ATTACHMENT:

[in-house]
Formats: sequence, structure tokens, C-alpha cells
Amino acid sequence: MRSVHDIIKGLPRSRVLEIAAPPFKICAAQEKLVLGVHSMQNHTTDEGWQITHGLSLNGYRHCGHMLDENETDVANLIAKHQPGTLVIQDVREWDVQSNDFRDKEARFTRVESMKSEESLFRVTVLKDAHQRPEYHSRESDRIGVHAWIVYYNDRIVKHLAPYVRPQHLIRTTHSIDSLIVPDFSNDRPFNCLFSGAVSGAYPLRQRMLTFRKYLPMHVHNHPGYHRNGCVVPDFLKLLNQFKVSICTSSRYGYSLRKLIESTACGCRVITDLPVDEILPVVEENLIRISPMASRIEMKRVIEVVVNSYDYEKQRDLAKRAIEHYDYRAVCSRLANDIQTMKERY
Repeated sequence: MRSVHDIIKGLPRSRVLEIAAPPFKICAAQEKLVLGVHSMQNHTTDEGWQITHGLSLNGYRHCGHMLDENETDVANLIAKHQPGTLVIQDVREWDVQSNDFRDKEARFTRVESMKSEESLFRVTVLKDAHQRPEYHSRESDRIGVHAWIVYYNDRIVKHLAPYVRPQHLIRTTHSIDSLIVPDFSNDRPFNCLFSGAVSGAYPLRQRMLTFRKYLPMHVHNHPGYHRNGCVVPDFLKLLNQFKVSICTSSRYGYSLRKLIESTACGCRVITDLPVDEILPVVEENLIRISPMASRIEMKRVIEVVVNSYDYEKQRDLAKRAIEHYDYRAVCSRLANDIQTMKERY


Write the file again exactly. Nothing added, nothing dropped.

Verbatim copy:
[in-house]
Formats: sequence, structure tokens, C-alpha cells
Amino acid sequence: MRSVHDIIKGLPRSRVLEIAAPPFKICAAQEKLVLGVHSMQNHTTDEGWQITHGLSLNGYRHCGHMLDENETDVANLIAKHQPGTLVIQDVREWDVQSNDFRDKEARFTRVESMKSEESLFRVTVLKDAHQRPEYHSRESDRIGVHAWIVYYNDRIVKHLAPYVRPQHLIRTTHSIDSLIVPDFSNDRPFNCLFSGAVSGAYPLRQRMLTFRKYLPMHVHNHPGYHRNGCVVPDFLKLLNQFKVSICTSSRYGYSLRKLIESTACGCRVITDLPVDEILPVVEENLIRISPMASRIEMKRVIEVVVNSYDYEKQRDLAKRAIEHYDYRAVCSRLANDIQTMKERY
Repeated sequence: MRSVHDIIKGLPRSRVLEIAAPPFKICAAQEKLVLGVHSMQNHTTDEGWQITHGLSLNGYRHCGHMLDENETDVANLIAKHQPGTLVIQDVREWDVQSNDFRDKEARFTRVESMKSEESLFRVTVLKDAHQRPEYHSRESDRIGVHAWIVYYNDRIVKHLAPYVRPQHLIRTTHSIDSLIVPDFSNDRPFNCLFSGAVSGAYPLRQRMLTFRKYLPMHVHNHPGYHRNGCVVPDFLKLLNQFKVSICTSSRYGYSLRKLIESTACGCRVITDLPVDEILPVVEENLIRISPMASRIEMKRVIEVVVNSYDYEKQRDLAKRAIEHYDYRAVCSRLANDIQTMKERY